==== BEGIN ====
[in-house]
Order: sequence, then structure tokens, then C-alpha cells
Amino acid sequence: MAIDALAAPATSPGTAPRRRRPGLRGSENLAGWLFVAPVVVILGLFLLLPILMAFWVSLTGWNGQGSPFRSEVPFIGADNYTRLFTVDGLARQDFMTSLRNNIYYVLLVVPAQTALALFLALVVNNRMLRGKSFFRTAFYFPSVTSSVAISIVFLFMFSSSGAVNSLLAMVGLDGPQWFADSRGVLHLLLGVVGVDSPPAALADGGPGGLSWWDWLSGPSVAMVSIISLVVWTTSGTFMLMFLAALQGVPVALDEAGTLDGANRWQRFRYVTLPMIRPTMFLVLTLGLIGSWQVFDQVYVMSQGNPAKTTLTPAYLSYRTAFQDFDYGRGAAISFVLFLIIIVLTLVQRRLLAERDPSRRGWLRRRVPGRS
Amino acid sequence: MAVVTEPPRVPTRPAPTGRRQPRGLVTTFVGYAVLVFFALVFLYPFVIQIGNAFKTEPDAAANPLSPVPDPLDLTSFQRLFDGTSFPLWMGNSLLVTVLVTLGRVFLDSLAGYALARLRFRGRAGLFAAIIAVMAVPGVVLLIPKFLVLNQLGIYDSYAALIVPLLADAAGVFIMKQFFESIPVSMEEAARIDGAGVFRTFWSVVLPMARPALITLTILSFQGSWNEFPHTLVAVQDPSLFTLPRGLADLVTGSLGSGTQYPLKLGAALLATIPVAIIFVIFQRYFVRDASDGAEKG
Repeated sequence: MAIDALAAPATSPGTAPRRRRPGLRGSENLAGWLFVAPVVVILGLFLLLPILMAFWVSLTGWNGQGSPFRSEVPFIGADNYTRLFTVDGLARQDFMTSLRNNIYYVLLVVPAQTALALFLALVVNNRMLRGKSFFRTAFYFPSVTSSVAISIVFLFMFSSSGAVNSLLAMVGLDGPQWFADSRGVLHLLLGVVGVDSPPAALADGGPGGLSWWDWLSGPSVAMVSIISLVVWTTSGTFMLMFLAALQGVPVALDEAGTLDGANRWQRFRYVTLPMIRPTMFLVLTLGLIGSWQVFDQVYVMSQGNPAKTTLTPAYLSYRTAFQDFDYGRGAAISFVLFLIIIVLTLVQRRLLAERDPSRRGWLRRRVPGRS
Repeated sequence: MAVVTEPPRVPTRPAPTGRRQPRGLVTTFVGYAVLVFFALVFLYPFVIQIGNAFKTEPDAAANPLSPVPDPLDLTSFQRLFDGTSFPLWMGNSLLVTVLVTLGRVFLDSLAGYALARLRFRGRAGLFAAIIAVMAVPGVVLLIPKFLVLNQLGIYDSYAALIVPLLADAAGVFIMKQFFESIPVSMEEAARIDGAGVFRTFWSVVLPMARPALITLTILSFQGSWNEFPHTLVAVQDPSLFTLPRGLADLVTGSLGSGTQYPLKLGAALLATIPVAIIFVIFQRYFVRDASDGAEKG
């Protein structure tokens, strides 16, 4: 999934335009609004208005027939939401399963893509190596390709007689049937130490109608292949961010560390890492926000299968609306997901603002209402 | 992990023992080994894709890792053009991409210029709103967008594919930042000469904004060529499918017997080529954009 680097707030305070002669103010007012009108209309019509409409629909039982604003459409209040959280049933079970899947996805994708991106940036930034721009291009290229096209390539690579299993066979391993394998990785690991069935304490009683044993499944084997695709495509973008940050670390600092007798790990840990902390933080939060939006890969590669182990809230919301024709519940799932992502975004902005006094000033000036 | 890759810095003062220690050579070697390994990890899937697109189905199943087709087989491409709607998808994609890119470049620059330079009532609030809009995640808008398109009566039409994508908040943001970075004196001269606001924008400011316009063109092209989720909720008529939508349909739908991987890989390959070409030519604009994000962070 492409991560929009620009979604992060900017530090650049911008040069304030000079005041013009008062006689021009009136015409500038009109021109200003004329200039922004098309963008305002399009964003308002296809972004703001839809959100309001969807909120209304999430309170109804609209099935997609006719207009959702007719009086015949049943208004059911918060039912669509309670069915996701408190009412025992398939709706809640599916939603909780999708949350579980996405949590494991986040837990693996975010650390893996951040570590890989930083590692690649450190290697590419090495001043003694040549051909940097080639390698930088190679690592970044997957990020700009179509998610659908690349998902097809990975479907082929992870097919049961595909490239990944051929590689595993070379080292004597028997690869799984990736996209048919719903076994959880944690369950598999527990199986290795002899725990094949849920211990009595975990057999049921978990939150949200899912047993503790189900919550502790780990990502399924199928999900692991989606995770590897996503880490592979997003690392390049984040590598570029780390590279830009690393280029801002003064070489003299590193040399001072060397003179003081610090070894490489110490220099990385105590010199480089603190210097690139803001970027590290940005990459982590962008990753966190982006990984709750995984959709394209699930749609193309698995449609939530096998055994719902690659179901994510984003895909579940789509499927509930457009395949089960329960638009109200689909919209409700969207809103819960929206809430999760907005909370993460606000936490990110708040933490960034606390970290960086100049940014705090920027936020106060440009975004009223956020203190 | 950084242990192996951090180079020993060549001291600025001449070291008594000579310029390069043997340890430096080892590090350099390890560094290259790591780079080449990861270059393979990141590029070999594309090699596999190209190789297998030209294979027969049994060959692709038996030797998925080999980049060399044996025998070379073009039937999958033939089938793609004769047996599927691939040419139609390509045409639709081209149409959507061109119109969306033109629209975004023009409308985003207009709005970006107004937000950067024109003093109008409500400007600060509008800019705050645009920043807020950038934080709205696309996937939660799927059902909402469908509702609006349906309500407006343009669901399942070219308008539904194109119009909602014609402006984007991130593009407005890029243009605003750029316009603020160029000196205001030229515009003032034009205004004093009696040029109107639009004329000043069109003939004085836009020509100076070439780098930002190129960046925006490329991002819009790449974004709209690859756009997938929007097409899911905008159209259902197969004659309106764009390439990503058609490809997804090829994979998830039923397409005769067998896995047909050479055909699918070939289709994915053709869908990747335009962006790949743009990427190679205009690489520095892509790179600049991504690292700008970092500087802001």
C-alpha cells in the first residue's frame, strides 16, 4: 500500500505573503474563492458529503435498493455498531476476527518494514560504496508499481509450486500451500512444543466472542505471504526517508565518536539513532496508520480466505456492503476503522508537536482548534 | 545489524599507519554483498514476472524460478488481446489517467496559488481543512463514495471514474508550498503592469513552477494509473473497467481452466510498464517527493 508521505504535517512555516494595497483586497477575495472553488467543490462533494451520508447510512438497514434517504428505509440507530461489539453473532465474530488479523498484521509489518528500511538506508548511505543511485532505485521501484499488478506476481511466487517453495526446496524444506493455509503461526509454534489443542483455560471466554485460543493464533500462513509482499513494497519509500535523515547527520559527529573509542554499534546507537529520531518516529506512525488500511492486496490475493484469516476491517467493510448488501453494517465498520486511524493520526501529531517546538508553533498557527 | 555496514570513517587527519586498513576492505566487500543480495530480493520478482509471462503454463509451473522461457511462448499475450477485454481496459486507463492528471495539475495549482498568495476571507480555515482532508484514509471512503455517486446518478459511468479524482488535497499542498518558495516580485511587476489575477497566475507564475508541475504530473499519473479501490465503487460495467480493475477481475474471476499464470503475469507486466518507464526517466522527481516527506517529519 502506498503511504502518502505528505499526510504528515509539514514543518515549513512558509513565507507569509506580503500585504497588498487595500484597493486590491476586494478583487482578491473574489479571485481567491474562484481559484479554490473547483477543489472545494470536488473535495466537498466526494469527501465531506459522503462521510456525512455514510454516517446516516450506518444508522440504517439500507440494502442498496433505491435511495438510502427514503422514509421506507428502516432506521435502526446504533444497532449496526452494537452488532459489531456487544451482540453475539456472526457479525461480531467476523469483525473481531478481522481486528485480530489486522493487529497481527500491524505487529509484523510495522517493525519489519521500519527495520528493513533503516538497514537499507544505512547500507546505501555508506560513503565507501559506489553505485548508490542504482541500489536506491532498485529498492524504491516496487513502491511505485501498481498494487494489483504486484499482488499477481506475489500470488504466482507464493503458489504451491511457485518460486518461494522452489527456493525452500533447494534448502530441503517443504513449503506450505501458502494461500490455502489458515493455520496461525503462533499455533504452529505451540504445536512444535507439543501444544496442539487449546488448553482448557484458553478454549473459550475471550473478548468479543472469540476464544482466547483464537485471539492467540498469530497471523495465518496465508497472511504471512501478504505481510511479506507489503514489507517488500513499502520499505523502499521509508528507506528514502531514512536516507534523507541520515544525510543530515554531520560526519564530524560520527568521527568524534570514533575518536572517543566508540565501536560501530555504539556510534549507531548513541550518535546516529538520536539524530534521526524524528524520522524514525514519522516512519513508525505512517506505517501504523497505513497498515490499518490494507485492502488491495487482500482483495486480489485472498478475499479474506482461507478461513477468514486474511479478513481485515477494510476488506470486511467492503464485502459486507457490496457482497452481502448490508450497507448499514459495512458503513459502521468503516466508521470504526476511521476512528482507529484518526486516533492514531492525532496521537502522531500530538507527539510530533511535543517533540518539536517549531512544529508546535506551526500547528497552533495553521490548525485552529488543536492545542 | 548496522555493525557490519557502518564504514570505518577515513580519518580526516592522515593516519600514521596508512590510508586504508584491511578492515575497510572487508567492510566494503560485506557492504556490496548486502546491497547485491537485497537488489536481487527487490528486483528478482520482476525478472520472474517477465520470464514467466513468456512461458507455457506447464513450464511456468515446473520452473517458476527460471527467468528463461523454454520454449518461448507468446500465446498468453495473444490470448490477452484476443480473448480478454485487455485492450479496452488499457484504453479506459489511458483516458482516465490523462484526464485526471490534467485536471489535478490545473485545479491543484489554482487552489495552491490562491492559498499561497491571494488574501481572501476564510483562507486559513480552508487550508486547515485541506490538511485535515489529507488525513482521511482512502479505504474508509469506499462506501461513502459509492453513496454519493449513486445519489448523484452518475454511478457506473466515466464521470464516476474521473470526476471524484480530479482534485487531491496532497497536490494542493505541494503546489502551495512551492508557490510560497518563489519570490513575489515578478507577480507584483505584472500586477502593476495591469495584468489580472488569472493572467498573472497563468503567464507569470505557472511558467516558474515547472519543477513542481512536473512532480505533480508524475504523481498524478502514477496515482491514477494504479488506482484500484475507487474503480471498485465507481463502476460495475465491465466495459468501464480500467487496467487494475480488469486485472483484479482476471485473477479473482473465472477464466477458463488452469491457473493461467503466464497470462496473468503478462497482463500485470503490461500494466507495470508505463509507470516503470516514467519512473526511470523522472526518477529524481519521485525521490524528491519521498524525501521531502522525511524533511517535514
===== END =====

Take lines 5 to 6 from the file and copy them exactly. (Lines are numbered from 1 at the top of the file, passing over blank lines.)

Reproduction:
Repeated sequence: MAIDALAAPATSPGTAPRRRRPGLRGSENLAGWLFVAPVVVILGLFLLLPILMAFWVSLTGWNGQGSPFRSEVPFIGADNYTRLFTVDGLARQDFMTSLRNNIYYVLLVVPAQTALALFLALVVNNRMLRGKSFFRTAFYFPSVTSSVAISIVFLFMFSSSGAVNSLLAMVGLDGPQWFADSRGVLHLLLGVVGVDSPPAALADGGPGGLSWWDWLSGPSVAMVSIISLVVWTTSGTFMLMFLAALQGVPVALDEAGTLDGANRWQRFRYVTLPMIRPTMFLVLTLGLIGSWQVFDQVYVMSQGNPAKTTLTPAYLSYRTAFQDFDYGRGAAISFVLFLIIIVLTLVQRRLLAERDPSRRGWLRRRVPGRS
Repeated sequence: MAVVTEPPRVPTRPAPTGRRQPRGLVTTFVGYAVLVFFALVFLYPFVIQIGNAFKTEPDAAANPLSPVPDPLDLTSFQRLFDGTSFPLWMGNSLLVTVLVTLGRVFLDSLAGYALARLRFRGRAGLFAAIIAVMAVPGVVLLIPKFLVLNQLGIYDSYAALIVPLLADAAGVFIMKQFFESIPVSMEEAARIDGAGVFRTFWSVVLPMARPALITLTILSFQGSWNEFPHTLVAVQDPSLFTLPRGLADLVTGSLGSGTQYPLKLGAALLATIPVAIIFVIFQRYFVRDASDGAEKG